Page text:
On February 21, 2017, Rappahannock Community College (RCC) saw the passing of Dr. Norman “Norm” Manwaring Howe, one of its most beloved professors. The RCC community remembers Dr. Howe for his many years of service and dedication to the College and its students, and his family remembers him as a loving and committed father.
Dr. Howe was educated in Massachusetts at Avon Old Farms Preparatory and Worchester Technical College. He was commissioned into the Army Signal Corps as a 2nd Lieutenant. He earned a doctorate in chemistry and worked for Pratt & Whitney Aircraft, DuPont Chemical, at various colleges, and came to Rappahannock Community College in 1984 where he would remain until his retirement in 2004.
Dr. Howe made an impact not only in the quality of the academic courses taught in RCC’s chemistry and math labs but also in the lives of his students and fellow instructors.
“I couldn’t have asked for a better mentor,” says Professor Charles Crook, who took over Dr. Howe’s position after his retirement. “He was my mentor, my colleague, and eventually became my friend as we worked together.”
Crook says of his and Dr. Howe’s approach to science, “We liked to let the students have a chance to explore, maybe make a mistake or two because you learn from them.”
“If you’d go in the class after [it] was finished, and there were one or two students in there with questions, he would still be on the board … he would spend however much time students needed,” says Crook.
“His ability to teach was known throughout several counties,” says son, John Press. “He was the world’s best tutor. I wouldn’t have gotten through organic chemistry without him. His approach to teaching was one that I [have] tried to emulate in my optometrist practice.”
“Over the years when I’ve been out in the community with my parents, there is always a former student they would run into. The former student would comment on how my father helped them through a class,” his daughter Diane Clark says.
“He would have taken the time [to] tutor them at school or the house, and he always was able to simplify so the student understood the material,” says Clark.
Dr. Howe was recognized for his excellence in teaching and dedication to his students and received awards and honors, including the status of faculty emeritus.
Outside of the RCC classroom, Dr. Howe volunteered at women’s shelters, taught courses for community groups, and also served as the President of the RCC Educational Foundation Board, for which he was also recognized in 2016 for his service and commitment. In 2004 at Dr. Howe’s retirement, his family established a perpetual endowed scholarship fund in his name that will assist scores of future RCC students in receiving a college education.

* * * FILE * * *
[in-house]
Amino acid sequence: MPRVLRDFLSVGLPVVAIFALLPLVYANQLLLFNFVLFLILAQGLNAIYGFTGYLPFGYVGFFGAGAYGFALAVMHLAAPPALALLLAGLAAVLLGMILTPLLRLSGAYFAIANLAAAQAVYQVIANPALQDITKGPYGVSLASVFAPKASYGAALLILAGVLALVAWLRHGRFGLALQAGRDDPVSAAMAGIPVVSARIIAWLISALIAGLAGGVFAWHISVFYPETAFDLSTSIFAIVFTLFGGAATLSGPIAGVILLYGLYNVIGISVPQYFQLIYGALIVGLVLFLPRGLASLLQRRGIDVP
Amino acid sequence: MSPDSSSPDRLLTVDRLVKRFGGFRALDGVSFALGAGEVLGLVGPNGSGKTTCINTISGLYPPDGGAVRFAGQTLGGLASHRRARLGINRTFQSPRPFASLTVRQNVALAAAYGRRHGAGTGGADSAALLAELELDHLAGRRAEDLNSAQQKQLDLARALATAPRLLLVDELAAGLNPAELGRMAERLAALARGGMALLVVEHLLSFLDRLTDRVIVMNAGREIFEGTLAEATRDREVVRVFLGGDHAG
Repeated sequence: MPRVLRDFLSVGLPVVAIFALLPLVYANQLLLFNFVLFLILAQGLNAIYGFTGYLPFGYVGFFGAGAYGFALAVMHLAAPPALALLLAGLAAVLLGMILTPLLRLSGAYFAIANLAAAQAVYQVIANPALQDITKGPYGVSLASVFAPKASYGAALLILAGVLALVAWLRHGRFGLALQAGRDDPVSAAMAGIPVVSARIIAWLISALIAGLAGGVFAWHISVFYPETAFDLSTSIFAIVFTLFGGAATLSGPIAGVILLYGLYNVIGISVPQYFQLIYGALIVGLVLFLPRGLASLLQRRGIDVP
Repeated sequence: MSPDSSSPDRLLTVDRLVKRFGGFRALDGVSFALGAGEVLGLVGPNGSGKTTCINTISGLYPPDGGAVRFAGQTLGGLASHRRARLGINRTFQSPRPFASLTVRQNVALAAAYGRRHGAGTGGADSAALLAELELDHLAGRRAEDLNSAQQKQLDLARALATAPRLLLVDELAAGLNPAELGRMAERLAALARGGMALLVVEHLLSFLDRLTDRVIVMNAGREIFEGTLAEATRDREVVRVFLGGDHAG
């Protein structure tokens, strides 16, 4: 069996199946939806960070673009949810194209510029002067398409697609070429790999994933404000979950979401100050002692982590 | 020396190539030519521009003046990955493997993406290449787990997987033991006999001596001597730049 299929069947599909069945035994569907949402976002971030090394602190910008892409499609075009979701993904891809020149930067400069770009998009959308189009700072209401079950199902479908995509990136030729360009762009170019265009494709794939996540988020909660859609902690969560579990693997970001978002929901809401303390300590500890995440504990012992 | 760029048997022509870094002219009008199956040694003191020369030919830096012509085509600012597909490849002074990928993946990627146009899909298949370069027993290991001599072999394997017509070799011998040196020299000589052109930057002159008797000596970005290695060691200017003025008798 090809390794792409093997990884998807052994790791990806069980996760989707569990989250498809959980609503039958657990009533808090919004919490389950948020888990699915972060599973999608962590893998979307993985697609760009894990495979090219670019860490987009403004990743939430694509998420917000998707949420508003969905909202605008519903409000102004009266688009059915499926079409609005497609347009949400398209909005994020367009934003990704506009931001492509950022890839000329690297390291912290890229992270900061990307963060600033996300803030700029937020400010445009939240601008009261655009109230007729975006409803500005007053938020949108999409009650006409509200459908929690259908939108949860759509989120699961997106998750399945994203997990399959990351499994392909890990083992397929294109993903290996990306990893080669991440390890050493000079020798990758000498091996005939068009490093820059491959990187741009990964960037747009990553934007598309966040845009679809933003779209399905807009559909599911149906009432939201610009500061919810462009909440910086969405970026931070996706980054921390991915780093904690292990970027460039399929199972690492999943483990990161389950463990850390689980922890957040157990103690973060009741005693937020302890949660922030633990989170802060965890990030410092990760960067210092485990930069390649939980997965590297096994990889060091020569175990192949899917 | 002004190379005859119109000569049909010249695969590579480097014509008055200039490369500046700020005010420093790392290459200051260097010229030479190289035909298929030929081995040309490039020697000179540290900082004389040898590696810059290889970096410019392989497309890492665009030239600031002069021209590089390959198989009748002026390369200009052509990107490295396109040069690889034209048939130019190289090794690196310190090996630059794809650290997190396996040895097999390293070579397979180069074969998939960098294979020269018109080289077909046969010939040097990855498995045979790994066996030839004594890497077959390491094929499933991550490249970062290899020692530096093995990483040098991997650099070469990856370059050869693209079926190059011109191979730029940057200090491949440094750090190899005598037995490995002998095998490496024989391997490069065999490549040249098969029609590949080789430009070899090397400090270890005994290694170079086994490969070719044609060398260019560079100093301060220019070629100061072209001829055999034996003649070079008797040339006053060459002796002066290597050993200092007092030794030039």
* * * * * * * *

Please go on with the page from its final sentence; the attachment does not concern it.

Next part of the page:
“Norm had incredible energy and rolled up his sleeves to help RCC while he was on the Educational Foundation Board,” says Dr. Elizabeth Crowther, President of Rappahannock Community College. “He served as the Board Treasurer, as well as its President, and played an active volunteer role in the Foundation’s Preakness Party annual fundraiser. He was not only my colleague but also my cherished friend.”
Dr. Howe was also a committed husband and stepfather, marrying his wife Gerry, who was widowed with five young children, in 1971.
“Marrying my mother with five children, ages 8-16, speaks a lot to his character,” says Clark. “He was patient, understanding, creative, MacGyver-like, and able to communicate information to the youngest of children.”
Norm and Ethel Howe encouraged the children to have an active role in two home renovation projects, which helped to strengthen their family bond.
“He just loved us as his own from the start. So that’s probably the biggest memory as to what kind of man he was to marry my mother,” his daughter, Marlene Shear, continues.
Dr. Howe connected with his five stepchildren by getting to know their passions.
Daughter Debbie Miller says, “I remember my Dad reading Sports Illustrated so he could converse with my brother about sports because Norm never played any sports … but he began reading Sports Illustrated so he could have a connection point with my brother.”
His legacy of patience to help guide students along their educational paths will be best known by his children, grandchildren, peers, students, and anyone he has every impacted with his passion in life.
As his daughter, Patti Phelps says, “He could’ve done anything in the corporate or academic world, but he chose to share his gift for teaching with those in his immediate community and the community college system.” — Mary Ashley Cline